• If banks become insolvent, second-round effects (i.e. credit losses from interbank loans) on other banks are evaluated. If the second-round effects prompt additional bank failures, their impact on surviving banks is reassessed.

  • Well capitalized banks pay dividends.

  • If banks become undercapitalized, they perform risk-weight optimization (reduce balance sheet) in order to increase their capital ratio. Insolvent banks are shut down and unwind their loan portfolios.

  • Banks experience either net positive and liquidity shocks as savers shift deposits from one bank to another.

  • Well capitalized but illiquid banks access the interbank market, borrowing from banks with excess reserves. Solvent but undercapitalized banks access emergency liquidity assistance. Banks facing a run fail and unwind their loan portfolios.

B. Main Findings

Bank Failures: the Interplay of Solvency and Liquidity Requirements

At low capitalization levels, banks are more vulnerable to credit shocks are more likely to be undercapitalized. Banks unable to meet the regulatory capital requirement would have their access to the interbank market curtailed, raising the liquidity risk of the bank. This is the case presented in the top left panel in Figure 4.

Figure 4.
Figure 4.

Average reserve ratio for different regulatory requirements, in percent

Citation: IMF Working Papers 2017, 136; 10.5089/9781484300688.001.A001

Source: Author’s calculations.

When the capital requirement is 4 percent, it is difficult for banks to keep their reserve ratio at the target level set at 50 percent above the minimum reserve ratio. Furthermore, after a number of periods, banks on average are not able to meet the minimum reserve ratio and have to rely on the ELA facilities. This does not constitute a problem once capital requirements are 8 percent or above. In these cases, banks on average can meet their target reserve ratios.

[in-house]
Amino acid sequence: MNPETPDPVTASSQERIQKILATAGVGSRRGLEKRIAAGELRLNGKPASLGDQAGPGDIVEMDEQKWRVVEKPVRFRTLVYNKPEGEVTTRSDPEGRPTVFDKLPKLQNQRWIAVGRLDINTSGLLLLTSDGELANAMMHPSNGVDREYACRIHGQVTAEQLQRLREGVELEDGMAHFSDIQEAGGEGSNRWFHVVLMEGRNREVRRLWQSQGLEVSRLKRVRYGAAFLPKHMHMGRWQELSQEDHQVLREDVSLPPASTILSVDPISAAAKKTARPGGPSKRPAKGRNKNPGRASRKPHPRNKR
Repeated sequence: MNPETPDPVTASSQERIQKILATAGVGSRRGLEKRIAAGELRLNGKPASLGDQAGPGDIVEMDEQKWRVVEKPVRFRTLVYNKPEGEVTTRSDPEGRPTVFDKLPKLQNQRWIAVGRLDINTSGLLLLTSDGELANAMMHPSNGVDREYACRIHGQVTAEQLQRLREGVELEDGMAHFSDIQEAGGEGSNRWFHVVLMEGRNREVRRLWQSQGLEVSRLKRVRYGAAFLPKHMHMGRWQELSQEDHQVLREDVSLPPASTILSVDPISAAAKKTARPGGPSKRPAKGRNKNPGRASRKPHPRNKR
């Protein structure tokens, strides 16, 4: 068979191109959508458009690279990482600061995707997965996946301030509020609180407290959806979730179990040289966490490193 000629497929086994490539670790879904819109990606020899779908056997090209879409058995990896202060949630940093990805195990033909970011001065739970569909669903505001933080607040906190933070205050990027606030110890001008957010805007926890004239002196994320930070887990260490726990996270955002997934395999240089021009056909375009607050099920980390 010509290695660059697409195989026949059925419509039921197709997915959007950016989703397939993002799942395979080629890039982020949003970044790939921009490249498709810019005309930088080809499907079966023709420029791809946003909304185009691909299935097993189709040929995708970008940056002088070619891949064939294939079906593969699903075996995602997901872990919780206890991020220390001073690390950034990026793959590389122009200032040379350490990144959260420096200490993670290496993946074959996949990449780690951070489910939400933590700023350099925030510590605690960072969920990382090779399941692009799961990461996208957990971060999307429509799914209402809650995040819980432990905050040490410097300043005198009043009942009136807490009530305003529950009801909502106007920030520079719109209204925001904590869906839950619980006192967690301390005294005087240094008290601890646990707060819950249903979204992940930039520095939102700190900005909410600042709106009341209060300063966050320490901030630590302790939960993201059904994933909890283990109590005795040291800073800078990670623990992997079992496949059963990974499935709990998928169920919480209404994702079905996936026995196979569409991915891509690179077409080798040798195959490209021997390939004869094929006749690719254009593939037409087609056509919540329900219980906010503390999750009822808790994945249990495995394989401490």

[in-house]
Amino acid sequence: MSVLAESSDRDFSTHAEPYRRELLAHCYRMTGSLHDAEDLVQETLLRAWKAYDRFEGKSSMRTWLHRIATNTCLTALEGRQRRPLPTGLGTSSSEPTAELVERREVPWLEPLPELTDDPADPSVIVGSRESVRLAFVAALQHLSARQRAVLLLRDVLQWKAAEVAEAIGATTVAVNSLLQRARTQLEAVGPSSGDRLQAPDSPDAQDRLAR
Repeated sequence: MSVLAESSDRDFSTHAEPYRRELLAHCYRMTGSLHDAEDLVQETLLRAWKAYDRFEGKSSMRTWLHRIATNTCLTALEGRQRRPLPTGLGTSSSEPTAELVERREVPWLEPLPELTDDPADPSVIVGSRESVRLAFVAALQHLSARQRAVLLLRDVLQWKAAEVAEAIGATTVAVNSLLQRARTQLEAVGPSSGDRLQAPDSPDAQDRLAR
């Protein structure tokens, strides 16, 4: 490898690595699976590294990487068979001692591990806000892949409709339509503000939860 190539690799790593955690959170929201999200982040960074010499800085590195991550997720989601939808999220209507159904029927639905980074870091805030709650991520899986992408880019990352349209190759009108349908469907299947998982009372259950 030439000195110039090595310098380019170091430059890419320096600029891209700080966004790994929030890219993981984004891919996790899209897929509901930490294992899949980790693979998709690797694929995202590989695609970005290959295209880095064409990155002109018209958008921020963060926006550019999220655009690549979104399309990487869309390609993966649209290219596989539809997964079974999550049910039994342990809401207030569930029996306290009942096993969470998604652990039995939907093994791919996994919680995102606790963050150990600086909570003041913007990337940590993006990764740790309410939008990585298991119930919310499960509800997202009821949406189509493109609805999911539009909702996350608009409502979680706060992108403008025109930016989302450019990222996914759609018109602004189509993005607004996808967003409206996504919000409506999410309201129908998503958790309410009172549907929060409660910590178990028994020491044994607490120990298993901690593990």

In addition, there is an interesting interplay between capital requirements and reserve requirements when the former are set at low levels, which is 4 percent in this analysis. Higher reserve requirements force banks to hold more reserves, reducing the impact of liquidity shocks and their associated failures (Table 1). When banks are undercapitalized, however, higher reserve requirements prevent banks from performing risk-weight optimization, which requires running down the reserves of the bank. Therefore, higher reserve requirements lead to an increase in the number of credit failures, offsetting the lower number of liquidity failures.

Table 1.

Credit and liquidity failures for different regulatory requirement, in percent

Percentages calculated as the average percent of bank failures across all simulated periods in the 100 simulations performed for each combination of regulatory requirements.

article image
Source: Author’s calculations.

The amount of reserves held by the bank also constrains its ability to distribute dividends. As indicated in section III.A, the simulations assume banks target capital ratio 50 percent higher than the minimum requirement, i.e. with a CAR of 8 percent, a bank will start distributing dividends if its capital ratio exceeds 12 percent.

When the capital requirement is set to 8 percent or more, banks on average are able to keep their capital ratio at roughly their maximum target regardless of the reserve ratio requirement. In contrast, when the capital requirement is low, at 4 percent, banks set a low capital ratio target, which may be more difficult to achieve after experiencing credit and liquidity shocks. In this case, the banks are more reluctant to pay dividends since they need to rebuild their capital base. Moreover, paying dividends becomes more difficult as reserve ratios increase (Figure 5).

Figure 5.
Figure 5.

Mean capital ratio for different regulatory requirements, in percent

Citation: IMF Working Papers 2017, 136; 10.5089/9781484300688.001.A001

Source: Author’s calculations.

Profitability

When banks are required to hold capital ratios of 8 percent or above, bank profitability, measured as return on equity, appears driven mainly by regulatory capital requirements and only slightly affected by the reserve requirement ratio (Figure 8). For high capital ratios, return on equity is higher the lower capital requirements are as expected. Higher reserve requirements encourage banks to hold higher reserve levels – remember banks target a buffer above the regulatory requirement–which enhances their capacity to distribute dividends and raise the return on equity.

Figure 6.
Figure 6.

Mean return on equity under different regulatory requirements, in percent

Citation: IMF Working Papers 2017, 136; 10.5089/9781484300688.001.A001

Source: Author’s calculations.
Figure 7.
Figure 7.

NetLogo implementation of ABBA showing interbank loans

Banks in yellow are borrowers, bank in green are well capitalized banks, and interbank loans are shown as red lines. Only banks enjoying excess reserves lend in the interbank market. Banks in brown have already failed owing to a bank run (see section III).